UK broadcast regulator OfCom ruled against BBC’s Jeremy Clarkson for having “deliberately” said an “offensive racial term” on air.
Two complaints were filed over the segment.
The program aired March 16 on BBC 2 and showed hosts Clarkson, Richard Hammond and James May building “a makeshift bridge over the River Kwai in Thailand.”
During the program, the men were looking at the bridge on which an Asian man was walking, OfCom’s report said.
Clarkson: “That is a proud moment … but … there is a slope on it.”
Hammond: “You are right … [pointing] … it is definitely higher on that side.”
Clarkson: “We decide to ignore the slope and move onto the opening ceremony.””
See the clip in question
“Slope” is “an offensive and pejorative term for a person of East Asian descent, which originated during the Vietnam War,” OfCom explained.
The BBC defended the use of the term as “an offensive, humorous play on words, addressed at the building quality of a bridge which the team had constructed and a local Asian man who was crossing it.”
The BBC admitted the show was aware the term “could be used to refer to people of Asian origin,” and defended it as “mere slang.” It also pointed out that it apologized when the program aired.
Top Gear, a show about cars, is the “most watched ‘factual’ programme” according to Business Insider.
In April, after the program aired, the BBC had said:
“When we used the word ‘slope’ in the recent Top Gear Burma Special it was a light-hearted word play joke referencing both the build quality of the bridge and the local Asian man who was crossing it.
“We were not aware at the time, and it has subsequently been brought to our attention, that the word ‘slope’ is considered by some to be offensive and although it might not be widely recognised in the UK, we appreciate that it can be considered offensive to some here and overseas, for example in Australia and the USA.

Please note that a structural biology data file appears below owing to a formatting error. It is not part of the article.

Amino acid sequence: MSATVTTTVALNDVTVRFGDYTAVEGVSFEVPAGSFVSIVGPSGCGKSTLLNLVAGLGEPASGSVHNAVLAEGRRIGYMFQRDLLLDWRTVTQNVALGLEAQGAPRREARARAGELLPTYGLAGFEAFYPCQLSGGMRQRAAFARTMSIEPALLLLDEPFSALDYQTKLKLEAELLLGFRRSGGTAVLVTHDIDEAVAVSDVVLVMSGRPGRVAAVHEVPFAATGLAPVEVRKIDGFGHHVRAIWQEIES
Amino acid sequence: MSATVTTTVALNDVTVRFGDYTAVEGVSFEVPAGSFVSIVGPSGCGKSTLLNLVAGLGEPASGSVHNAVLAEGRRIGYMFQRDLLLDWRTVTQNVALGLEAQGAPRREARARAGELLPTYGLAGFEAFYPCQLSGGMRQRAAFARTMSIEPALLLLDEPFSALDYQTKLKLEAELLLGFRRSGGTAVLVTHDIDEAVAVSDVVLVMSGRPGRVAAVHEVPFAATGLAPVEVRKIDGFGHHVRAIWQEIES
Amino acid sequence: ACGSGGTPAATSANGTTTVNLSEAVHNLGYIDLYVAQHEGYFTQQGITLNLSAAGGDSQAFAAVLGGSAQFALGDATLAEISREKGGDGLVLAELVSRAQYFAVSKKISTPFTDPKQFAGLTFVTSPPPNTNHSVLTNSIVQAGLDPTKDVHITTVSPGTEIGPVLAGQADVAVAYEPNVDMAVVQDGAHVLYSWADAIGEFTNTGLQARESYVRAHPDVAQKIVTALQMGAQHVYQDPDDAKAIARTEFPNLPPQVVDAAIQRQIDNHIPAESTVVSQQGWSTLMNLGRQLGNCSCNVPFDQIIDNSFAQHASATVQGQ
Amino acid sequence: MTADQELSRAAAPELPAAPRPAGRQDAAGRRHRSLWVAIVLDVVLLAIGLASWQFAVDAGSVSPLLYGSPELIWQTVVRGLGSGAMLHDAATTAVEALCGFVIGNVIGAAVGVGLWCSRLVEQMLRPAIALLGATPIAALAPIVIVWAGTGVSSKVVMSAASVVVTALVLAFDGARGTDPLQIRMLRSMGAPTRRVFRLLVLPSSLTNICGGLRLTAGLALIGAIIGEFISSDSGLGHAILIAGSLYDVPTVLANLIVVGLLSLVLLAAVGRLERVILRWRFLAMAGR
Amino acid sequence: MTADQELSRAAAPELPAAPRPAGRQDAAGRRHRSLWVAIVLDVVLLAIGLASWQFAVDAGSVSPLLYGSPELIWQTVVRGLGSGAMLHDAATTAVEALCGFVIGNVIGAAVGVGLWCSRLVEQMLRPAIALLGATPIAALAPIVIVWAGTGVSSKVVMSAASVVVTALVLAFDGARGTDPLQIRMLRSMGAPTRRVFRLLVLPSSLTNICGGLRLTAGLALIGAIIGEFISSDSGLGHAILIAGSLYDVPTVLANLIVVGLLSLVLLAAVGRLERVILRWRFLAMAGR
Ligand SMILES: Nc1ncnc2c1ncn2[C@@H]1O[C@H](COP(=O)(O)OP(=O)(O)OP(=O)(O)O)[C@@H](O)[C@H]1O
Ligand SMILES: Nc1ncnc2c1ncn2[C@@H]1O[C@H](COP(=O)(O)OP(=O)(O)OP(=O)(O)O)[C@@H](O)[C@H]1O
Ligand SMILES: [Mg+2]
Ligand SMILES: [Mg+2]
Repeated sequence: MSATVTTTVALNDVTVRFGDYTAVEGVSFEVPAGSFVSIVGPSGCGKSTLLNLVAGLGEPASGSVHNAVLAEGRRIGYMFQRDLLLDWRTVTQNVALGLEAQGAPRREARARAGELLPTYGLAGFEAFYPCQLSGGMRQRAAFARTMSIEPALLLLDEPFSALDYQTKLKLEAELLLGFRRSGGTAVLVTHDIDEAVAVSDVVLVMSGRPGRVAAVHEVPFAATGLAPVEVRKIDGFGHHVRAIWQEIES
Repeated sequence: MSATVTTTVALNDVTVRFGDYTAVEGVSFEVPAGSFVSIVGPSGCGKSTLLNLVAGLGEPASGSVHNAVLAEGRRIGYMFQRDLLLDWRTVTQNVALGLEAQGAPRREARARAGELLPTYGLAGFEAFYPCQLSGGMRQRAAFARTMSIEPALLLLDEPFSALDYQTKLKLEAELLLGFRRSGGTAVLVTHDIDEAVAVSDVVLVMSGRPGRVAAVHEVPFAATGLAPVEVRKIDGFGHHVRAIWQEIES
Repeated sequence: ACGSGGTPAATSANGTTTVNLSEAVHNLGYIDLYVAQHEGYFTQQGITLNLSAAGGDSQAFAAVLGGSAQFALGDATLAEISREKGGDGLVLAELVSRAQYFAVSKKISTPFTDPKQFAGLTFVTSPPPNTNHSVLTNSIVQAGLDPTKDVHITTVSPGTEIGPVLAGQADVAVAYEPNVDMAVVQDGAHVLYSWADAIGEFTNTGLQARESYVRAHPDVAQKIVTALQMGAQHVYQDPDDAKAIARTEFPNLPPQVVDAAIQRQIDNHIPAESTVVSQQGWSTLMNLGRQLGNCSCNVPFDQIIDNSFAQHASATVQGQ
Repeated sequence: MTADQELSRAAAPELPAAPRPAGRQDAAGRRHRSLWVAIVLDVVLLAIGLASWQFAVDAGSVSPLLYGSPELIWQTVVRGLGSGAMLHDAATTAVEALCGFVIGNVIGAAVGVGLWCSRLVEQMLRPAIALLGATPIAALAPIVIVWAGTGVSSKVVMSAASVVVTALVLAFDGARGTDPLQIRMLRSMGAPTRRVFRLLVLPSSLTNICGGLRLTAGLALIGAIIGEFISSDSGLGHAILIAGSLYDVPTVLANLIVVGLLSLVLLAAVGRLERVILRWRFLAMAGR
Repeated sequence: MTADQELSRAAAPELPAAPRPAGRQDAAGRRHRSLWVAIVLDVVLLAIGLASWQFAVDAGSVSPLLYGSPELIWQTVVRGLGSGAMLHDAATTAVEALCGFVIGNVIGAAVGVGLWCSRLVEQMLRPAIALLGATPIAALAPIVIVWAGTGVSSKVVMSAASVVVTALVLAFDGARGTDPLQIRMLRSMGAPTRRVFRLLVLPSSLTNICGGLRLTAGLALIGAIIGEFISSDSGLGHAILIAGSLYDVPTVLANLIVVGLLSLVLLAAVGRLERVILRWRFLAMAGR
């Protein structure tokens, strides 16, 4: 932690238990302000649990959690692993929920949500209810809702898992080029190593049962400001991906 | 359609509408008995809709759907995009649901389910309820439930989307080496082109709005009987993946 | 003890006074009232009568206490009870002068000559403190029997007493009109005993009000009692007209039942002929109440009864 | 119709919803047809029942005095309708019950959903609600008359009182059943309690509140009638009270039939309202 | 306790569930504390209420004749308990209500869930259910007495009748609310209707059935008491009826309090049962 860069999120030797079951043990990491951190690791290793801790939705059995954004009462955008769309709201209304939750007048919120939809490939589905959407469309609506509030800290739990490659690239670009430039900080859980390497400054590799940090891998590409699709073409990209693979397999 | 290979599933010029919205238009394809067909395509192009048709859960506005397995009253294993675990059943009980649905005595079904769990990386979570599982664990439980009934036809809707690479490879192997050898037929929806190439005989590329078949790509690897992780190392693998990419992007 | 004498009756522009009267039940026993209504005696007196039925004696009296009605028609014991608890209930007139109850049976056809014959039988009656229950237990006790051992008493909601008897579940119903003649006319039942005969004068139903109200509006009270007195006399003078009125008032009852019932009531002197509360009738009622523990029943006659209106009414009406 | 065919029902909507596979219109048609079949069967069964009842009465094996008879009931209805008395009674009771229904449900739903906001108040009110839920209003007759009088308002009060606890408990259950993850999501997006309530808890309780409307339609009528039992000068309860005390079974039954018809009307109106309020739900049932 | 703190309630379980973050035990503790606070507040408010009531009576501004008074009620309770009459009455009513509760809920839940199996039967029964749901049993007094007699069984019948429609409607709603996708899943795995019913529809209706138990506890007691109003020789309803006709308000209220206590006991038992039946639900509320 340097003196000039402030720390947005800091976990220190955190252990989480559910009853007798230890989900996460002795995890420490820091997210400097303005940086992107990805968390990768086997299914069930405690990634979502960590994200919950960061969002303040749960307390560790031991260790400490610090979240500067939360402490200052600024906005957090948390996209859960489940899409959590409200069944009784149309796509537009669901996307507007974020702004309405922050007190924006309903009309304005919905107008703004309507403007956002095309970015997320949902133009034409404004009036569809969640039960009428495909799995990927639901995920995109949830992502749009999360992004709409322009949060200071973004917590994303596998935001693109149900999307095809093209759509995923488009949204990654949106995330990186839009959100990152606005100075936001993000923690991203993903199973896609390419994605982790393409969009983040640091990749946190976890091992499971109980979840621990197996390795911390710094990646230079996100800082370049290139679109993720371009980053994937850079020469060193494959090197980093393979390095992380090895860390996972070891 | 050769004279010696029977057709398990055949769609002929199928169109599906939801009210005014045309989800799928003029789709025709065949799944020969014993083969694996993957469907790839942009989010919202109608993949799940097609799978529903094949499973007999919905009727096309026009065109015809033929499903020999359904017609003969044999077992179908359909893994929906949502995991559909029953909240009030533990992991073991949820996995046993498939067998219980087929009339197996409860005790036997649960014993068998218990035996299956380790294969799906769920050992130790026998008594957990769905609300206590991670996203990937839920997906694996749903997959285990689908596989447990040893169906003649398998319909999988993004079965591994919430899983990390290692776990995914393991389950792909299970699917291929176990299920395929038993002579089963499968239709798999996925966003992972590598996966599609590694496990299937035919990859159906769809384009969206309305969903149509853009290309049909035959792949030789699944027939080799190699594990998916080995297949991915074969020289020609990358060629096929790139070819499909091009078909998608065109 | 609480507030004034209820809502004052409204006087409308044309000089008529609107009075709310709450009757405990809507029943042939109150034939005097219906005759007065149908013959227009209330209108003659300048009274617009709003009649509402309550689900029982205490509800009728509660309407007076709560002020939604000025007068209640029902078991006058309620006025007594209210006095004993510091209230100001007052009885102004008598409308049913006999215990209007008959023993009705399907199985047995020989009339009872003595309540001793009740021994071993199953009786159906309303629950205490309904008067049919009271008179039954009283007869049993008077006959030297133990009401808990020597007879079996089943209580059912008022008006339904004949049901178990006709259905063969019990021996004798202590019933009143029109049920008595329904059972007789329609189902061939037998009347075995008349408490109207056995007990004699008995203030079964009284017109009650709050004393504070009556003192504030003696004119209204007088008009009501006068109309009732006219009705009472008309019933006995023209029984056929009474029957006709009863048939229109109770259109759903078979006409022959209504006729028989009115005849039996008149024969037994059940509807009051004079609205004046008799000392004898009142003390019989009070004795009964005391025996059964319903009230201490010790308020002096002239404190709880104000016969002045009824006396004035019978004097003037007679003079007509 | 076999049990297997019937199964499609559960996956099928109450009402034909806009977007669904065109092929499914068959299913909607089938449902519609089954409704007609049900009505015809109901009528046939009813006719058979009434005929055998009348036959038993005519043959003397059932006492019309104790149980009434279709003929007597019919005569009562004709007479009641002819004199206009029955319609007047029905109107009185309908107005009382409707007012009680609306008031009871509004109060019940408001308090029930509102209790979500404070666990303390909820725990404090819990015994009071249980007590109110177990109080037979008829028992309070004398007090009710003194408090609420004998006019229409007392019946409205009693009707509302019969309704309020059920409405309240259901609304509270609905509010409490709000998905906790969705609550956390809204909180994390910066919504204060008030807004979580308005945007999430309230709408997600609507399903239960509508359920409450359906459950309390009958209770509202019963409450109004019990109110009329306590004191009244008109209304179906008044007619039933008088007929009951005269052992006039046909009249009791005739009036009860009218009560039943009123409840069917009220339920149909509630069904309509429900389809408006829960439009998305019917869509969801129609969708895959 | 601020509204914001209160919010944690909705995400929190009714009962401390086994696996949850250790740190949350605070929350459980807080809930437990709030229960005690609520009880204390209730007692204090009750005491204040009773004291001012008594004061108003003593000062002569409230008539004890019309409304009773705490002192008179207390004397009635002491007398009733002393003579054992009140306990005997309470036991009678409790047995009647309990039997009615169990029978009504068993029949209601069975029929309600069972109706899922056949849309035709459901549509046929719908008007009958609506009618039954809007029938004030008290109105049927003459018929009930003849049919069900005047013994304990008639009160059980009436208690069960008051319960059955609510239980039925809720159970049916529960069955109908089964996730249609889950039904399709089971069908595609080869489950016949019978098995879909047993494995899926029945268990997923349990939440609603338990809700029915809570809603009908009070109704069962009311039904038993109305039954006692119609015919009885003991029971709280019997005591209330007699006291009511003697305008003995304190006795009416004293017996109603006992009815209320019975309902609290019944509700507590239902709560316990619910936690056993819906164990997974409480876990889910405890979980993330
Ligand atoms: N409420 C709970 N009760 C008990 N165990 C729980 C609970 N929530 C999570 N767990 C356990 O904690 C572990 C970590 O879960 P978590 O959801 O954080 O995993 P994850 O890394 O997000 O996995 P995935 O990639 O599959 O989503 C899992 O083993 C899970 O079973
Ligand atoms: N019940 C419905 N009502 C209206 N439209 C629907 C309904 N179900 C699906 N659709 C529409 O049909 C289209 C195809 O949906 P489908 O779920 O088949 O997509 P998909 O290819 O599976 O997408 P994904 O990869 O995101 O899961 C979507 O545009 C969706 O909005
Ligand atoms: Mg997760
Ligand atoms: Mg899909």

“If we had known that at the time we would not have broadcast the word in this context and regret any offence caused.”
OfCom ruled that “slope” is “a pejorative racial term which has the potential to be offensive to Asian people specifically, as well as to viewers more generally.”
Even though Top Gear “is widely known for its irreverent style and sometimes outspoken humour,” OfCom decided Clarkson “deliberately” was calling the man “slope.”
Further, OfCom pointed out that the “slope” conversation was scripted.
“There was clearly an opportunity both during filming and post-production to research the word and reach a more considered view on whether it was “mere slang” and had the potential to cause offence to viewers,” OfCom wrote.
A BBC spokesperson told iMediaEthics by e-mail:
“We dealt with this matter some time ago, the programme apologised at the time and explained the context, and we are now focusing on delivering another series of one of Britain’s best-loved shows.”
Clarkson was “put on final warning by the BBC earlier this year” for using the n-word in leaked footage, the Guardian reported.
In 2011, viewers complained after Clarkson joked about Indian food, toilets and so on.
The BBC apologized in 2011 after the BBC received more than 20,000 complaints over his comments saying public sector workers on strike should be shot.